Journal of Sports Science and Medicine
Journal of Sports Science and Medicine


Journal of Sports Science and Medicine
ISSN: 1303 - 2968
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©Journal of Sports Science and Medicine (2017) 16, 295 - 301
Research article
Time-Loss Injuries in Sub-Elite and Emerging Rugby League Players
Mark Booth, Rhonda Orr

Discipline of Exercise and Sport Science, Faculty of Health Sciences, The University of Sydney, Australia

Mark Booth
‚úČ Discipline of Exercise and Sport Science, Faculty of Health Sciences, The University of Sydney, P.O. Box 170, Lidcombe NSW 1825, Australia

31-03-2017 -- Accepted: 06-05-2017 --
Published (online): 01-06-2017


This study aimed to 1) investigate the incidence and characteristics of injuries in emerging rugby league players; and 2) explore the differences in injury incidence and characteristics between the various sub-elite competitions. An NRL emerging player development squad (n = 34) was observed from the beginning of pre-season until the finish of competition. Time-loss injury was defined as any physical pain or impairment sustained that resulted in players missing a match. Injuries were categorised according to circumstance, incidence, characteristics, playing position and competition level. Of a total of 196 injuries that were recorded, 45 were time-loss and 151 were transient. The total injury incidence was 7.9/1,000 playing hours. The most common sites for time-loss injuries were the shoulder, ankle/foot and knee. Ligament injuries accounted for the highest number of injuries by type. Forwards sustained the greatest number of injuries. However, backs suffered the greatest injury cost. The majority of time-loss injuries were sustained during competition matches. Injuries sustained during open age matches resulted in significantly higher injury cost to those received at NYC matches. NRL development and emerging rugby league players are exposed to high risk of injury. Lower limb and shoulder injuries to bone or connective tissue are prevalent as a result of contact during match play. Players at this developmental level feed into several different playing squads where disparities in physical development, maturation, playing intensity and training regimes are evident. This presents a challenge in matching physiological capabilities with playing demands for NRL development squads.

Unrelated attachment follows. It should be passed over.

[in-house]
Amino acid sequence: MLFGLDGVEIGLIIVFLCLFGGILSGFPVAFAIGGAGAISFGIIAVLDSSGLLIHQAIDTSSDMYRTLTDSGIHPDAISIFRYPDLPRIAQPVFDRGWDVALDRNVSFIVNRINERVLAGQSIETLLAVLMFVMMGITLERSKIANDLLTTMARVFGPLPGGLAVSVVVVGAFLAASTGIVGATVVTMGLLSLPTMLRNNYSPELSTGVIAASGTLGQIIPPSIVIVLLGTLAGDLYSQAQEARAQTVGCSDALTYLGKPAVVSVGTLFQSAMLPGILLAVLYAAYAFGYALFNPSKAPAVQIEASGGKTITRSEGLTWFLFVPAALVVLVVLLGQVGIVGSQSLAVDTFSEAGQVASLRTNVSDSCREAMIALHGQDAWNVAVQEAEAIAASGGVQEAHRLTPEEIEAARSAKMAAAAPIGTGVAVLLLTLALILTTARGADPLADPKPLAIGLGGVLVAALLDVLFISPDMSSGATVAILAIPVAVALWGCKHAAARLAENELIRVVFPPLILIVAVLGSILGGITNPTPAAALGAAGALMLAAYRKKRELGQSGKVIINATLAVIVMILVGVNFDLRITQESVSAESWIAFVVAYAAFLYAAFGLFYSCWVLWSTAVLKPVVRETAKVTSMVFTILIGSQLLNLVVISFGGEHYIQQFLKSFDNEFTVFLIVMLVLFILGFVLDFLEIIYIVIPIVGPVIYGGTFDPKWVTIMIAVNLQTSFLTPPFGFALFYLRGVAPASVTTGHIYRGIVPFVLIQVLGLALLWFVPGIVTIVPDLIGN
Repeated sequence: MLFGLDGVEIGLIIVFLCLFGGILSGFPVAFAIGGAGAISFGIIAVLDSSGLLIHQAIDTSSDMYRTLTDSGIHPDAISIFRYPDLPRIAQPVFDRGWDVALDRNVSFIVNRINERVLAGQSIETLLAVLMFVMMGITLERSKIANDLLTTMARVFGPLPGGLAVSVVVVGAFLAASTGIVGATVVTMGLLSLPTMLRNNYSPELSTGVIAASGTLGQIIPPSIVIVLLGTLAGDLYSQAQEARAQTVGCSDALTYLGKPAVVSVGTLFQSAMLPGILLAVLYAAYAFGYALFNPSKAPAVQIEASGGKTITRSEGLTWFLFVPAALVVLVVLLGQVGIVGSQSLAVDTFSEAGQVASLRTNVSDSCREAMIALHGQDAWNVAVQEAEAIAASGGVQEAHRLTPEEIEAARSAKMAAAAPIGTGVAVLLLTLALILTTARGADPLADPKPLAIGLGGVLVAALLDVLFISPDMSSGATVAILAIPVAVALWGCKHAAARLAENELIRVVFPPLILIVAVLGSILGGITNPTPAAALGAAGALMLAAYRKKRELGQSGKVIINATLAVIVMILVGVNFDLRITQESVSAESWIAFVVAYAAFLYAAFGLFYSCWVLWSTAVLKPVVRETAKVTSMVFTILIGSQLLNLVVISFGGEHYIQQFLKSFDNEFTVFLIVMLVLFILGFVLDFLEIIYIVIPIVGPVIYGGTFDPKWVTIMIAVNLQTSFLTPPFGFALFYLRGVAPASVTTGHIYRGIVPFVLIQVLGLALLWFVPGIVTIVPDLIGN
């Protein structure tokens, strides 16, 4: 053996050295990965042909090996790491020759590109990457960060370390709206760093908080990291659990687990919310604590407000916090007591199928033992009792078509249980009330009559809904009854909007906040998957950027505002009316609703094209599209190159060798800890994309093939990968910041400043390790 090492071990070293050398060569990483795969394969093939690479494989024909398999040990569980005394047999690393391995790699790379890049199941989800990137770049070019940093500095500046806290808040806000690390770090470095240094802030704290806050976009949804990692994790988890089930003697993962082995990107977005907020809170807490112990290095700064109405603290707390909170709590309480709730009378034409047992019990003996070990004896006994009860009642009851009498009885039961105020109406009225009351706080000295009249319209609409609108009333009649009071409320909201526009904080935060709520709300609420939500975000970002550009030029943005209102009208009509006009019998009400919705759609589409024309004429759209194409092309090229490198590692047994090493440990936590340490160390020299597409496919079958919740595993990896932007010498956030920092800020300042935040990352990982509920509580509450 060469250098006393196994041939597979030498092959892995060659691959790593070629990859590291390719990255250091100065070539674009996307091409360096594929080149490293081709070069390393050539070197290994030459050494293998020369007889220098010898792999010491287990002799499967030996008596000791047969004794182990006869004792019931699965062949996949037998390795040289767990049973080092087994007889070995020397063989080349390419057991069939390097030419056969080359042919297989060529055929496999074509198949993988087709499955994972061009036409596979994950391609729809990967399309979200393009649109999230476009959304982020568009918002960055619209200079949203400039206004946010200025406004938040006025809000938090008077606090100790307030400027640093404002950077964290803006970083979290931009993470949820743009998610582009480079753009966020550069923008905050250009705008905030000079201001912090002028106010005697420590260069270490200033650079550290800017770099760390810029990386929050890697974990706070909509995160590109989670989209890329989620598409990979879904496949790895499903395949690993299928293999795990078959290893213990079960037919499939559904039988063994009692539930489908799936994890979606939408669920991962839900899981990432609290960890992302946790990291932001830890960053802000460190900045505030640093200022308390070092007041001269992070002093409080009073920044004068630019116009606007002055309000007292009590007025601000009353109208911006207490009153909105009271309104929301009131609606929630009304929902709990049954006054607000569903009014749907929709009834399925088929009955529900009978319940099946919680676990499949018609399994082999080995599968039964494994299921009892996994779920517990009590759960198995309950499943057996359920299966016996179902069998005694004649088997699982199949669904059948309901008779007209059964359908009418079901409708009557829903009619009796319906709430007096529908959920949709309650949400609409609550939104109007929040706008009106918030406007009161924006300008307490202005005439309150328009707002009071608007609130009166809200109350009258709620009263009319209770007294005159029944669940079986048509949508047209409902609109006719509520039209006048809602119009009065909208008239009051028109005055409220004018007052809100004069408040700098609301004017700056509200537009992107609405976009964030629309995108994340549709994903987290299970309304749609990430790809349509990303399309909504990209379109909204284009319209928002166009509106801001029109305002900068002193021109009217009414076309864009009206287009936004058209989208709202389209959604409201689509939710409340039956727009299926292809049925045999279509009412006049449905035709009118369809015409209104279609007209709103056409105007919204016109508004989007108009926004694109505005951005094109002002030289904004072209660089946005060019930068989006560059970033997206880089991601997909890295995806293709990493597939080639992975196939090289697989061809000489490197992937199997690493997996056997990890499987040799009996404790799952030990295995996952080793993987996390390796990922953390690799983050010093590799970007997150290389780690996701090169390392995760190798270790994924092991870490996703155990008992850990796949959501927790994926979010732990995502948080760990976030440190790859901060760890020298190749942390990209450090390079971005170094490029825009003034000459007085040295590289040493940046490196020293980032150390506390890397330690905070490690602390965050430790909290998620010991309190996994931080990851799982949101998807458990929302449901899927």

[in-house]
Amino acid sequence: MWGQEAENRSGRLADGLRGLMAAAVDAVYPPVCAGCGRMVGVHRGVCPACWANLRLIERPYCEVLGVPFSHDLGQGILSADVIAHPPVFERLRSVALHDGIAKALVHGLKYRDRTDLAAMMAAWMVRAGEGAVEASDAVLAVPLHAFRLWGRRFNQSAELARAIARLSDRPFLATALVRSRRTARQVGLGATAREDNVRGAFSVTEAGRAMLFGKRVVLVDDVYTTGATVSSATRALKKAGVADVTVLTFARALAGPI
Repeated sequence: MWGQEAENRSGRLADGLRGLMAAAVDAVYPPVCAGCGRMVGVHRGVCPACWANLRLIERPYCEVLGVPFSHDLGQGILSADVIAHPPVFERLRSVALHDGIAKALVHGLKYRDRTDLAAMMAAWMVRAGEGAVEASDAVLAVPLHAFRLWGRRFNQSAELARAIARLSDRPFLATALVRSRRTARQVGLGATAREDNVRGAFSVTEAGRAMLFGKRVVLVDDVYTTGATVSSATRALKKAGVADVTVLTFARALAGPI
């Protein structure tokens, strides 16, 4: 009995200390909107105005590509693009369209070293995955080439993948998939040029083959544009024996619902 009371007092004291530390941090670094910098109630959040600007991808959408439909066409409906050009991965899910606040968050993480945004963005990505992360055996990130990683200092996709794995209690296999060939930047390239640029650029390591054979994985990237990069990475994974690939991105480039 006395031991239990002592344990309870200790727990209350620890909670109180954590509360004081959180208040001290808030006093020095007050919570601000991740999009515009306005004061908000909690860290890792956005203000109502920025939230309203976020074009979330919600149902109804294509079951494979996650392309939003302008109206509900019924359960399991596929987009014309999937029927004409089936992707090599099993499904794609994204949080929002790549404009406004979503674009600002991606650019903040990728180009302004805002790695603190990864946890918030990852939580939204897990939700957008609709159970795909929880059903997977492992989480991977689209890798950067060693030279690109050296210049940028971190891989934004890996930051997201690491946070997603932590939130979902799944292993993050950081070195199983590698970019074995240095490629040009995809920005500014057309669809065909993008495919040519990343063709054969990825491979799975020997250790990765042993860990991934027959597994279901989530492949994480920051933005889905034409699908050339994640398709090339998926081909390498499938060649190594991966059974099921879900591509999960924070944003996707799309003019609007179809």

Key words: Injury surveillance, Rugby, athlete development
Key Points
Developing players experience a high proportion of shoulder injuries. Compared to previous studies.
A Higher percentage of fractures was observed compared to previous studies.
Injuries sustained during open age competition (RM/SS) demonstrated greater severity than those sustained in the NYC competition.
Severe injuries sustained late in the competition rounds highlight the need for extensive follow up post season.



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